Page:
A new slate of funding from NASA will help small businesses develop technologies to advance space exploration, climate research, and more. In mid-April, NASA selected 112 proposals from 92 U.S. small businesses across 28 states to receive Phase II funding from the Small Business Innovation Research (SBIR) program, totaling approximately $98 million.
This program provides early-stage funding and other support to small businesses with ideas to help advance NASA’s goals and aerospace technology. In Phase II, awardees build on their success from the program’s first phase to bring their technologies closer to real-world use. This year, Phase II awards were raised to $850,000, and awardees will have 24 months to execute.
“These Phase II awards support a breadth of technologies that have the potential to be transformational for so many different projects and missions across NASA,” said Jenn Gustetic, director of early stage innovation and partnerships for NASA’s Space Technology Mission Directorate (STMD) at the agency’s headquarters in Washington. “In addition, it’s important that we’re including the innovative potential of all of America’s small businesses and entrepreneurs, so we’re proud that 28% of these awards are to underrepresented small businesses and 31% are to first time SBIR Phase II awardees.”
Many of the selected technologies could support NASA’s Moon and Mars exploration goals, including the Variable Specific Impulse Magnetoplasma Rocket (VASIMR), an electrothermal thruster under development for possible use in spacecraft propulsion that would allow for faster space travel to places like Mars. Ad Astra Rocket Company, based in Webster, Texas, will spend their Phase II period designing, manufacturing, and testing a full-scale embedded RF Coupler for the plasma “heater” stage of the VX-200SS™ VASIMR rocket core. The RF Coupler is a critical power component of the engine and, specifically, the heater stage RF Coupler delivers the largest fraction of the power to the VASIMR plasma.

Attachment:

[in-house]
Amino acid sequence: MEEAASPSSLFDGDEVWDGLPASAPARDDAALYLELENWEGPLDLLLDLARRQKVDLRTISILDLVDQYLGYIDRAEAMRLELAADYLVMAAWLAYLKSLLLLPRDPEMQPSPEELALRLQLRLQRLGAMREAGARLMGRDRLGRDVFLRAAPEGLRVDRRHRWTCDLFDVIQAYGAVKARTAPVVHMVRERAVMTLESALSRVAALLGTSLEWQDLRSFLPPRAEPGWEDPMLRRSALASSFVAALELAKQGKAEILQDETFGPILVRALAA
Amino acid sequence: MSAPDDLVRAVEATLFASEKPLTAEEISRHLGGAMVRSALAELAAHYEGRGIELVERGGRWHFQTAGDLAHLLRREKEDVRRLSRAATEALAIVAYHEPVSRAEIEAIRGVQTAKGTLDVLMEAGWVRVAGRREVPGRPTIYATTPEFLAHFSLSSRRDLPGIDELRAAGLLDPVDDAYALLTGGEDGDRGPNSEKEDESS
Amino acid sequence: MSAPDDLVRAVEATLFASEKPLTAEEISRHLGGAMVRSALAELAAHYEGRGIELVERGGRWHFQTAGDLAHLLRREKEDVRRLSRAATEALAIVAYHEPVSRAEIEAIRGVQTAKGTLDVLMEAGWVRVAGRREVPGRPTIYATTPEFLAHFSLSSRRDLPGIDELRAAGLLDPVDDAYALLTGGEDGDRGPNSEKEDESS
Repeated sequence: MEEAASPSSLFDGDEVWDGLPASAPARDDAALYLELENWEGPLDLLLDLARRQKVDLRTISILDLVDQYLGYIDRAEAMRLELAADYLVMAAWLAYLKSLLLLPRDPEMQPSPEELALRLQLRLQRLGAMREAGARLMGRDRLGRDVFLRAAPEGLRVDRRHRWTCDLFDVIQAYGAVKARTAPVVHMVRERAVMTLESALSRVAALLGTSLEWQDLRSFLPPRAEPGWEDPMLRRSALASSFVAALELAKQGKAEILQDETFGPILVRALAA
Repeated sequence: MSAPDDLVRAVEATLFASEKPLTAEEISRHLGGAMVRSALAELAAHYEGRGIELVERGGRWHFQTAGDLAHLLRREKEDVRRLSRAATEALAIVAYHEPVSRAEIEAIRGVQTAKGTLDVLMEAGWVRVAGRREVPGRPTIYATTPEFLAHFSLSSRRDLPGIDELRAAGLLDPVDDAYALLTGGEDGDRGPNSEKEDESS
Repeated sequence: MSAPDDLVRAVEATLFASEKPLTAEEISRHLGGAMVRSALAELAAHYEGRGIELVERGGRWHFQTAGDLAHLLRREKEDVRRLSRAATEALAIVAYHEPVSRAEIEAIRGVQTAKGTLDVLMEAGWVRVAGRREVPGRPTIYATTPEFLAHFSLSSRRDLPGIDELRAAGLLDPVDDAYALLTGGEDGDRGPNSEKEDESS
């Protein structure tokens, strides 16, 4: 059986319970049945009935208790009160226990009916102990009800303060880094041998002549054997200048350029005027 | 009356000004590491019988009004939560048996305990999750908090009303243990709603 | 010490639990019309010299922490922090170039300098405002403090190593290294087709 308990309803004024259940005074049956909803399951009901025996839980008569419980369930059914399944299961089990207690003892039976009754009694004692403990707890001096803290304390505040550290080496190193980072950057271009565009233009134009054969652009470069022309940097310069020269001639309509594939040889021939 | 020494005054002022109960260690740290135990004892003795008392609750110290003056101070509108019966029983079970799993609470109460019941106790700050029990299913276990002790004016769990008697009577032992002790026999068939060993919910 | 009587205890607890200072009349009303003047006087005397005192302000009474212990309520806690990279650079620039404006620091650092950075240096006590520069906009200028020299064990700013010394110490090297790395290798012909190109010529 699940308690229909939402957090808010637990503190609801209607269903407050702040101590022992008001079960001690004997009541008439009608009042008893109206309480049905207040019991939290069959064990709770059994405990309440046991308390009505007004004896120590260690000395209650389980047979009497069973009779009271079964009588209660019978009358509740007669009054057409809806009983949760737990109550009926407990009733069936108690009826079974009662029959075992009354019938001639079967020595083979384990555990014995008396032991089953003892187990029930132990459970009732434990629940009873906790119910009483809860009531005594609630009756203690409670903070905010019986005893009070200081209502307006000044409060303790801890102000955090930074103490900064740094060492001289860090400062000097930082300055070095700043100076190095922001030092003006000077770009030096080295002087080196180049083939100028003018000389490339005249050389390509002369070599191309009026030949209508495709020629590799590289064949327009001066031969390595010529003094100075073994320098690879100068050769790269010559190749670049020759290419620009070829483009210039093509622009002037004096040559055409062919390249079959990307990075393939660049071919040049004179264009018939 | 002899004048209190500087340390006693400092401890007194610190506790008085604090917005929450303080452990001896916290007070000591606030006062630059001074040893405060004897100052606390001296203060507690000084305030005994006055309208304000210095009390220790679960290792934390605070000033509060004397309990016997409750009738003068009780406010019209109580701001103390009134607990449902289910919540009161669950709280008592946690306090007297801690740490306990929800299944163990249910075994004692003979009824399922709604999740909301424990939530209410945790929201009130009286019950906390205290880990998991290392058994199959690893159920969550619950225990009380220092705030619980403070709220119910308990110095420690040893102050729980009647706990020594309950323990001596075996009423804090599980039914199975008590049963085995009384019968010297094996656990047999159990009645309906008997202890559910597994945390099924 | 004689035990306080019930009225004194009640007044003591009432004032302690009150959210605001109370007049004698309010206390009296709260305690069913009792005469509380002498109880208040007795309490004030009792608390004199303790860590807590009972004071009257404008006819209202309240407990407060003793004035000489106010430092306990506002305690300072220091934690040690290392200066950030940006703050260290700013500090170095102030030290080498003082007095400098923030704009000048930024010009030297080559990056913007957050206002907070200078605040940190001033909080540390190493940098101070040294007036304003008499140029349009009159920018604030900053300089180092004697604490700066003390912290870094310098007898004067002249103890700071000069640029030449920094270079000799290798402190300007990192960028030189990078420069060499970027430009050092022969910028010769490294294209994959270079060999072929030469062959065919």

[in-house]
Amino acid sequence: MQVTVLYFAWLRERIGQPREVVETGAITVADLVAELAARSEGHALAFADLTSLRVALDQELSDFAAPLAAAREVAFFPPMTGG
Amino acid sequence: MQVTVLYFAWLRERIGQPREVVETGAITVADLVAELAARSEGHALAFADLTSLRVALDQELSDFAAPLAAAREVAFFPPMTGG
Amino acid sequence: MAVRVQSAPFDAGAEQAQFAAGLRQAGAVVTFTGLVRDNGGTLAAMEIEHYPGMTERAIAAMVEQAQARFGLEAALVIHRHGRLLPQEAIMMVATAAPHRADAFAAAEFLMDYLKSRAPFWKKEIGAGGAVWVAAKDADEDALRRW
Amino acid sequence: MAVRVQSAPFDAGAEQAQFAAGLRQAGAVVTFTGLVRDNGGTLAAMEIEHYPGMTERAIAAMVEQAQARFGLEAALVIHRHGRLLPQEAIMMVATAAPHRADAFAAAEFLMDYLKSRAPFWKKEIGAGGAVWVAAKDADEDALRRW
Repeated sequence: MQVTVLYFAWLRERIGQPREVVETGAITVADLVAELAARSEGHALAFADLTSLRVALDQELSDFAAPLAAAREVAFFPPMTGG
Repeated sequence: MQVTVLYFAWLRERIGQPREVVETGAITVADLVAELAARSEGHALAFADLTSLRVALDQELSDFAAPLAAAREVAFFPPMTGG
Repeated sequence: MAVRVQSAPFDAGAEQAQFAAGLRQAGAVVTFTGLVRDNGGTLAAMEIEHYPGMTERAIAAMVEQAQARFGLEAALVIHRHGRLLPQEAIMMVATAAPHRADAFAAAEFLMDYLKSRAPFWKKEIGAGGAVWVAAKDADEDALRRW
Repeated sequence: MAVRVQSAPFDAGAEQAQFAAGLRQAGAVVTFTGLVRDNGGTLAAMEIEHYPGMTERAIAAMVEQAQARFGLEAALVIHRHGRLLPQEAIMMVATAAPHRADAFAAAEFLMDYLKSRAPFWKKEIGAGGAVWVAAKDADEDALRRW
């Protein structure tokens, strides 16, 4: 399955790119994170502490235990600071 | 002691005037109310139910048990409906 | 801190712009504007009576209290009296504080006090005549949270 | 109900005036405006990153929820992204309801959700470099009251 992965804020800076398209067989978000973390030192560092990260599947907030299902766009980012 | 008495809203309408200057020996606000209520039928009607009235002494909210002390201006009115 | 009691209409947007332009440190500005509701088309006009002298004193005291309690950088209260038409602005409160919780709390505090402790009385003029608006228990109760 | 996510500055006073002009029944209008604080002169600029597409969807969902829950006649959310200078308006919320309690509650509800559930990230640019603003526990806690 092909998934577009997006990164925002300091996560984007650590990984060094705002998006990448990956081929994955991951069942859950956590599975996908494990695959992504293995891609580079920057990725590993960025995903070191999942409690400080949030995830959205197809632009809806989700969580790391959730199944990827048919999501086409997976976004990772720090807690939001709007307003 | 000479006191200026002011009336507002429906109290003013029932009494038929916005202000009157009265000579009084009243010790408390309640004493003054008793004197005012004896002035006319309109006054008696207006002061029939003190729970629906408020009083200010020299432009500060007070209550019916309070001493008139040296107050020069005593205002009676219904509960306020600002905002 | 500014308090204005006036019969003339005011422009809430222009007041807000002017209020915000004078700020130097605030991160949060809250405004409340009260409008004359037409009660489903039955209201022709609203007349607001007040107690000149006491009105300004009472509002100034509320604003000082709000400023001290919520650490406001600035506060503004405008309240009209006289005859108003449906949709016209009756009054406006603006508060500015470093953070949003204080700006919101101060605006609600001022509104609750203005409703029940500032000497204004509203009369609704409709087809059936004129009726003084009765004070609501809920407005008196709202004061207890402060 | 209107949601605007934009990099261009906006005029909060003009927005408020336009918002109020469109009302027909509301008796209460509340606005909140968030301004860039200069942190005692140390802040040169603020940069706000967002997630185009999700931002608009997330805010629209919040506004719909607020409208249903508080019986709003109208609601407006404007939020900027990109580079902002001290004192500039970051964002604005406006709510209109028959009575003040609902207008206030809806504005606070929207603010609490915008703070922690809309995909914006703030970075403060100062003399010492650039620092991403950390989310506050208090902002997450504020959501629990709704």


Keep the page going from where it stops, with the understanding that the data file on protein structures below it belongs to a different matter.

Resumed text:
NASA also selected technologies that could be used on future space suits, including a material being developed by Reaction Systems, LLC, a small business based in Golden, Colorado. In the Phase II project, Reaction Systems will continue developing new and improved sorbents which remove carbon dioxide and humidity from the crew member’s oxygen supply. This technology also has possible applications for curbing carbon dioxide emissions from power plants.
“Our program has the responsibility of supporting ideas and technologies that will have impact on NASA’s work and have strong commercial potential,” said Jason L. Kessler, program executive for NASA’s SBIR and Small Business Technology Transfer (STTR) program at NASA Headquarters. “We’re always excited when we can find technologies that help our agency’s missions while also having direct benefits for all.”
Several of the Phase II awards will go to companies developing technologies designed to improve data on our home planet. For example, SciGlob Instruments & Services, LLC, based in Ellicott City, Maryland, will design and develop a miniature spectrometer that is more accurate, efficient, and cost-effective than the state of the art, with potential use in NASA’s Pandora Project. This new spectrometer design could also be used in other Earth science applications, such as improving atmospheric and air quality measurements, as well as in medical diagnostics or environmental monitoring.
Additionally, NASA made investments in electric aircraft technologies, including high-power-density and high-reliability lift motors for Electric Vertical Takeoff and Landing (eVTOL). Electric vertical lift aircraft could enable new air travel options thanks to their unique ability to take off and land from any spot, as well as hover in place. Based in Pickerington, Ohio, CGC Ultramarin, Ltd – one of the 35 first-time Phase II awardees that were selected for awards in this round – will use their Phase II period to create a more cost effective and reliable electric propulsion system for vertical lift. Specifically, they will create two full-size motors with different electromagnetic solutions to allow for testing and comparative analysis.
The NASA SBIR program is open to U.S. small businesses to develop an innovation or technology. The program is part of NASA’s Space Technology Mission Directorate and is managed by NASA’s Ames Research Center in California’s Silicon Valley.